Increasingly, today’s national consumer packaged goods companies (CPGs) are finding it essential to harmonize equipment standards and safety regulations in their facilities around the world.
This need for “global machinery,” i.e., machinery that meets EN/ISO standards for the European Union (EU), South America and the Pacific Rim, becomes even more pertinent as international governmental regulatory bodies are increasing financial penalties and enforcing existing standards. Even more so, they are placing the burden for risk assessment and enforcement on CPGs themselves.
In the United States, the Occupational Safety & Health Administration (OSHA) is moving toward more rigorous enforcement of existing regulations. To support this effort, OSHA’s budget for fiscal 2011 includes funding to hire more job-site inspectors while simultaneously moving compliance assistance inspectors to enforcement positions. OSHA plans to perform 42,250 site inspections in the 2011 fiscal year-2,250 more than in fiscal 2010. OSHA has also announced much steeper fines for violations of existing standards-as much as triple for repeat offenders.
However, even with a large increase in inspectors and a push toward compliance, OSHA will not come close to visiting every work site in the United States in a year. So new initiatives from OSHA, and similar ones from the EU, encourage manufacturers to self-govern, making them liable for compliance long before site inspectors ever set foot in their facilities.
Given the new industry focus on enforcement of existing standards and steeper fines for compliance failures, it is now more important than ever for food and beverage brand owners to develop their own risk assessment standards for global compliance. Performing inspections at regular intervals to ensure compliance with self-imposed risk assessment standards can do much to mitigate the prospect of costly penalties levied by outside inspectors. By closely collaborating with their chosen packaging machinery manufacturers, brand owners can achieve unified standards across their global networks.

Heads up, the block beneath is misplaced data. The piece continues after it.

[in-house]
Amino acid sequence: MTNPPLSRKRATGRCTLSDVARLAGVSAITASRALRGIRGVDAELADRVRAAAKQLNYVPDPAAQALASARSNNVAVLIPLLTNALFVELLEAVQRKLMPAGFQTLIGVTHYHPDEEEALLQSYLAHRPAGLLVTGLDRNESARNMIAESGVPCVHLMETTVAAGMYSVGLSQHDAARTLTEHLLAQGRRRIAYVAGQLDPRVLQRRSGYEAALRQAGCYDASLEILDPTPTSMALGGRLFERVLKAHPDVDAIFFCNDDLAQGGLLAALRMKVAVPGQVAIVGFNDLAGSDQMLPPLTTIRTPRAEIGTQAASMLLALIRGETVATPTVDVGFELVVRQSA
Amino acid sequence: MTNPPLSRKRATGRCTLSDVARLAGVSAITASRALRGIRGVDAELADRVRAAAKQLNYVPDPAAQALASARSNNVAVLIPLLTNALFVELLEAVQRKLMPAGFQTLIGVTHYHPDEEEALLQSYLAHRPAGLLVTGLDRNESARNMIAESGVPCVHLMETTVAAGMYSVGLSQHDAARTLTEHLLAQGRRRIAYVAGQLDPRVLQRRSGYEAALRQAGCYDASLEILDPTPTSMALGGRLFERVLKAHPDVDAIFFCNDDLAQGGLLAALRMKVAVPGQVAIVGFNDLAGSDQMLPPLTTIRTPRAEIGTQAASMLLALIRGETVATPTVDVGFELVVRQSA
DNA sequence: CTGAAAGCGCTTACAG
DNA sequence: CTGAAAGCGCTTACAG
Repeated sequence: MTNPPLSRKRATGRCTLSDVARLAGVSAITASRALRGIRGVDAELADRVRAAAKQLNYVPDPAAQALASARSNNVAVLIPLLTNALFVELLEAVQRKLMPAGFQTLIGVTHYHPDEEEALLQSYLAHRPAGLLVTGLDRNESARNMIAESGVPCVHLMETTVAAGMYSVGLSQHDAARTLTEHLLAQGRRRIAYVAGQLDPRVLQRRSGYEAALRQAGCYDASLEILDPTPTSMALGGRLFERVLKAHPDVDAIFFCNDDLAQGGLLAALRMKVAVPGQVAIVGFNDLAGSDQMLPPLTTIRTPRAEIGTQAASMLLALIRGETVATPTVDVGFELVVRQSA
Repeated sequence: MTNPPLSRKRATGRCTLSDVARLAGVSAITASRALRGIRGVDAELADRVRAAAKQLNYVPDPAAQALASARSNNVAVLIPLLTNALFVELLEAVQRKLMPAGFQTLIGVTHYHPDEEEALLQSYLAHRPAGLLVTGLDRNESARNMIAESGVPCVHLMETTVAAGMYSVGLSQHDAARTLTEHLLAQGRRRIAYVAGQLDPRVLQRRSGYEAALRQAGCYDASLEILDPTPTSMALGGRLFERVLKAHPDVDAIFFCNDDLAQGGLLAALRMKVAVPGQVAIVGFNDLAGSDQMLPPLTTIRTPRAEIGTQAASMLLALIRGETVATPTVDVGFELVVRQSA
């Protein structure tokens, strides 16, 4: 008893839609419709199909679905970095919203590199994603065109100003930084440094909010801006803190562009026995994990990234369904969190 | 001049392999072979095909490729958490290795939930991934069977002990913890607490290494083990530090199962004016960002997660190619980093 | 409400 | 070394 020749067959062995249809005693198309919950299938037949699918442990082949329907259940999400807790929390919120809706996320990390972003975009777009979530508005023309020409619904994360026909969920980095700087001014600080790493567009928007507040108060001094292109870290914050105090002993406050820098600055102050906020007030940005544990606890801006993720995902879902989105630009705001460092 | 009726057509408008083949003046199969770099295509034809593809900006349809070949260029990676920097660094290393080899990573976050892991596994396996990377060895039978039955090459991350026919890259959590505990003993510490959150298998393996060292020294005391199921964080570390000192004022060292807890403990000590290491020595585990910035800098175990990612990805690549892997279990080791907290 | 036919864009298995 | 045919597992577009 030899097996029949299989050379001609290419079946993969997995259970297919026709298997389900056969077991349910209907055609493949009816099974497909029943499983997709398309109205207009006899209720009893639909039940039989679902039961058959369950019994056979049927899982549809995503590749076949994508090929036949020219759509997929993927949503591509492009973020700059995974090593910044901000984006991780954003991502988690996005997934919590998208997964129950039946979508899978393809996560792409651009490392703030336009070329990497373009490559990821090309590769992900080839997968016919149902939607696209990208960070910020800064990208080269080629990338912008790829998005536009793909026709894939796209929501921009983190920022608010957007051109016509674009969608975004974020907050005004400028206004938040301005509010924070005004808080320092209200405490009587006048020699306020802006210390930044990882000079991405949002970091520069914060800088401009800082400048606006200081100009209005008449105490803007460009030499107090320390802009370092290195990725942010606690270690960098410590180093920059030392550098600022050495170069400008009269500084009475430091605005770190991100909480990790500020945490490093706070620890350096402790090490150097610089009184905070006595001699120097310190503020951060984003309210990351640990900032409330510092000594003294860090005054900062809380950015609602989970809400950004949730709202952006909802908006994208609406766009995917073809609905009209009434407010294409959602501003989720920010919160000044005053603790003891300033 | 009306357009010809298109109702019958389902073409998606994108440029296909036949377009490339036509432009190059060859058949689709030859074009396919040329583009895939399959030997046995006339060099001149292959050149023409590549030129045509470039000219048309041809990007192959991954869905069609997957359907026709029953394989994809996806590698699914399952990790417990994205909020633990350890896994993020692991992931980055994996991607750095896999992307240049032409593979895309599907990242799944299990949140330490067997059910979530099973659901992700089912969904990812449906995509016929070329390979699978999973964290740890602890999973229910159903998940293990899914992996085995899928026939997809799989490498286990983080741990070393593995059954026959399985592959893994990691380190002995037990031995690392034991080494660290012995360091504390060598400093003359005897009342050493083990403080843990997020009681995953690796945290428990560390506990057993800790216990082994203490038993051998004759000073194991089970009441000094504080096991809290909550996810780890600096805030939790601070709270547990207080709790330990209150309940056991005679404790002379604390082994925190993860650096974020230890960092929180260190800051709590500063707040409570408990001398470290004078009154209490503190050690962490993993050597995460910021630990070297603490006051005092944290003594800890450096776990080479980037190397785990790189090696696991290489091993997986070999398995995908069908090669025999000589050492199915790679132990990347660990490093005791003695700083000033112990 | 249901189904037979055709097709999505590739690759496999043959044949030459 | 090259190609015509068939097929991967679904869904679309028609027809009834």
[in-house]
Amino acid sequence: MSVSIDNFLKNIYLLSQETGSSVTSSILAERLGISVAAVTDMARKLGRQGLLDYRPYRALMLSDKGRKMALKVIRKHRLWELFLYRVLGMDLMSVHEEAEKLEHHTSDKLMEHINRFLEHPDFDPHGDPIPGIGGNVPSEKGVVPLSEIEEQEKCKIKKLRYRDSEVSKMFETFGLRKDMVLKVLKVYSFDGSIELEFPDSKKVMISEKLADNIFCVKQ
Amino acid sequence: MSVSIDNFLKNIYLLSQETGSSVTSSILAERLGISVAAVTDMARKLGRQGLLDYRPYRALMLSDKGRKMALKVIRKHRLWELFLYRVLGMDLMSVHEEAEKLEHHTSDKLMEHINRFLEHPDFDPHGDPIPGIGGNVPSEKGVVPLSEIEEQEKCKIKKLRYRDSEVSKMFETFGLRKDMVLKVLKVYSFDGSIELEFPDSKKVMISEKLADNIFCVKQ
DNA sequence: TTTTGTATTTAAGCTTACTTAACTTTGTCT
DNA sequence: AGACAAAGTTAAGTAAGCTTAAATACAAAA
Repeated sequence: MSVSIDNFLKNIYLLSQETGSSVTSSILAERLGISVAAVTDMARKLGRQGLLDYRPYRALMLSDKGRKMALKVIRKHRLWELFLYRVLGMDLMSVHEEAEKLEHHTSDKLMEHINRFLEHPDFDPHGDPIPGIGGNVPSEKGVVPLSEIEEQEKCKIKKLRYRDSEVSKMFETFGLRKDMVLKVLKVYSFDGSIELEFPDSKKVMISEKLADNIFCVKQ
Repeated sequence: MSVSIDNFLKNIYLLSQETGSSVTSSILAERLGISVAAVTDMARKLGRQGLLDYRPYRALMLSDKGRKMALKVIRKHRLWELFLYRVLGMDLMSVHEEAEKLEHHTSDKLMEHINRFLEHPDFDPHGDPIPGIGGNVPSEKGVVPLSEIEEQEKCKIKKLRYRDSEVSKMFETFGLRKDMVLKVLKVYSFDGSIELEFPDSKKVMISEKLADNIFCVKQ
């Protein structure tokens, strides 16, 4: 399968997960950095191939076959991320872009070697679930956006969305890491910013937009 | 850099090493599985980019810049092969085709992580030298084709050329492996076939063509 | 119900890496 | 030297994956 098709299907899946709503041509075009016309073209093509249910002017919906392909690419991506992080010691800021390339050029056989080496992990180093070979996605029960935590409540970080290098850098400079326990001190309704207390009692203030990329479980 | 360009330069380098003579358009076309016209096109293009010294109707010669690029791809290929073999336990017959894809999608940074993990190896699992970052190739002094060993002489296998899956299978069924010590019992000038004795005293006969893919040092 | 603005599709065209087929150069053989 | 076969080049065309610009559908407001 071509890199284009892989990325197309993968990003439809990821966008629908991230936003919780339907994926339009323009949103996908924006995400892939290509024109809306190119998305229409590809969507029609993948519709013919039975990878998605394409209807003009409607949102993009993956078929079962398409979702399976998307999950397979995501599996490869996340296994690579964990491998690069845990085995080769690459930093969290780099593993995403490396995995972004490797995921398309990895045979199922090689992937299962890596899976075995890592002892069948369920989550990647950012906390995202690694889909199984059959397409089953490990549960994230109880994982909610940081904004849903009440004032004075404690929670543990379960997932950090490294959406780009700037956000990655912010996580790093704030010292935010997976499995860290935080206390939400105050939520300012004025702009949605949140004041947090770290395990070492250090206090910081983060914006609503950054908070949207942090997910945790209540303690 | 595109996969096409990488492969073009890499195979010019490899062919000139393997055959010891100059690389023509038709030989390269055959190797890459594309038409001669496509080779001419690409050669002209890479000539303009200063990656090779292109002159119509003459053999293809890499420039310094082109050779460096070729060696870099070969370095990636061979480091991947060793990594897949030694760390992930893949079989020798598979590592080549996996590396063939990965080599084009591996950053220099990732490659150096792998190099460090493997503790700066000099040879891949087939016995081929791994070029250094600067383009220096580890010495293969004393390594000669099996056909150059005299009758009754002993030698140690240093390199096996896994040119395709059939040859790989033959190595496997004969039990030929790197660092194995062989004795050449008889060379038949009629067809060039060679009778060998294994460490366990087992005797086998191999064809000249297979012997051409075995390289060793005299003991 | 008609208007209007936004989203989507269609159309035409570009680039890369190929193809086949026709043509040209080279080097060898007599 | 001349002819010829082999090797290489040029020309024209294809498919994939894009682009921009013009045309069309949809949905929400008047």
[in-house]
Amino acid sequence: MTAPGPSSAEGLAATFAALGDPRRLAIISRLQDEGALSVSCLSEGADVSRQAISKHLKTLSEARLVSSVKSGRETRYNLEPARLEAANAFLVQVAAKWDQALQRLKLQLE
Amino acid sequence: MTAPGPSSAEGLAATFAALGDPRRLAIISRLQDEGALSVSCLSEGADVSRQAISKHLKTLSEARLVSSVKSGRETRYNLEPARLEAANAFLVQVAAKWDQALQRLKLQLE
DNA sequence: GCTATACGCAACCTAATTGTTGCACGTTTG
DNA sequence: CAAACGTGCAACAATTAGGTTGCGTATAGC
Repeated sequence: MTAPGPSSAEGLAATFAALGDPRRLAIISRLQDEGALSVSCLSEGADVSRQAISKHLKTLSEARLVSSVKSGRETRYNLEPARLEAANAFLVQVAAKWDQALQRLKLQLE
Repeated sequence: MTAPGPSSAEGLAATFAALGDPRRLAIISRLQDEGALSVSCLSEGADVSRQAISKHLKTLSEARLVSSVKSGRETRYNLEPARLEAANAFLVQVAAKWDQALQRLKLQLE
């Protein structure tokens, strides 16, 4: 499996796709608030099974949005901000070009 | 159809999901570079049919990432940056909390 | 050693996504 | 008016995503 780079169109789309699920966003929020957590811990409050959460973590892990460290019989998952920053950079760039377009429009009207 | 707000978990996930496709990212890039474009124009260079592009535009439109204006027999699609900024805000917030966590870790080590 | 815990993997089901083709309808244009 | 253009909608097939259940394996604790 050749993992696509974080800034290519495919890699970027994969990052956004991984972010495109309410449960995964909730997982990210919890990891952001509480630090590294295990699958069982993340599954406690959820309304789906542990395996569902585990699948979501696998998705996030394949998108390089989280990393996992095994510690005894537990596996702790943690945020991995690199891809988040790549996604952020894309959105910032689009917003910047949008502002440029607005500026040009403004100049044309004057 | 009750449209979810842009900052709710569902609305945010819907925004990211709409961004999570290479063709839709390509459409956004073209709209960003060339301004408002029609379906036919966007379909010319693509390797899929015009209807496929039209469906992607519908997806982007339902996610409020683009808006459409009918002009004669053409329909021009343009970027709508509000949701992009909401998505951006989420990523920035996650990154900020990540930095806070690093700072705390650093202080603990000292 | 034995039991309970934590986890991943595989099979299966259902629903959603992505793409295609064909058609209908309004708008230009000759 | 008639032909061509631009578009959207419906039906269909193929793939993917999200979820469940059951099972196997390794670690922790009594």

PMMI has created educational opportunities to help companies all along the processing and packaging supply chain, from OEM to CPG.
In September, the final session in PMMI U’s 2010 Regulations and Standards Webinar Series will focus on Food Safety Regulations and the Global Supply System. The Sept. 21 webinar will specifically address a new bill, currently under review, that includes requirements for foreign supplier verification activities, a voluntary qualified importer program and the inspection of foreign facilities registered to import food. This webinar will help brand owners understand what the new law will mean for their businesses and how the law incorporates hazard analysis and risk-based preventive controls, qualified certifying entity, conformity assessment and tracing systems. Registration cost is $125 ($95 for PMMI members).
To gain an overall education on food safety standards, PMMI is collaborating with BNP Media to debut the Food Safety Summit Resource Center at Pack Expo International 2010, Oct. 31–Nov. 3 at Chicago’s McCormick Place. This special area of the show will give brand owners an opportunity to learn from leading food safety experts about breakthroughs, challenges and solutions needed to ensure the safety of packaged foods before, during and after processing and packaging. Register for PACK EXPO International 2010 at www.packexpo.com. Brand owners interested in learning more about PMMI’s Regulations and Standards Webinar Series or the 2010 Safety Conference should log on to PMMI’s website: www.pmmi.org. F&BP
Fred Hayes is PMMI’s director of technical services.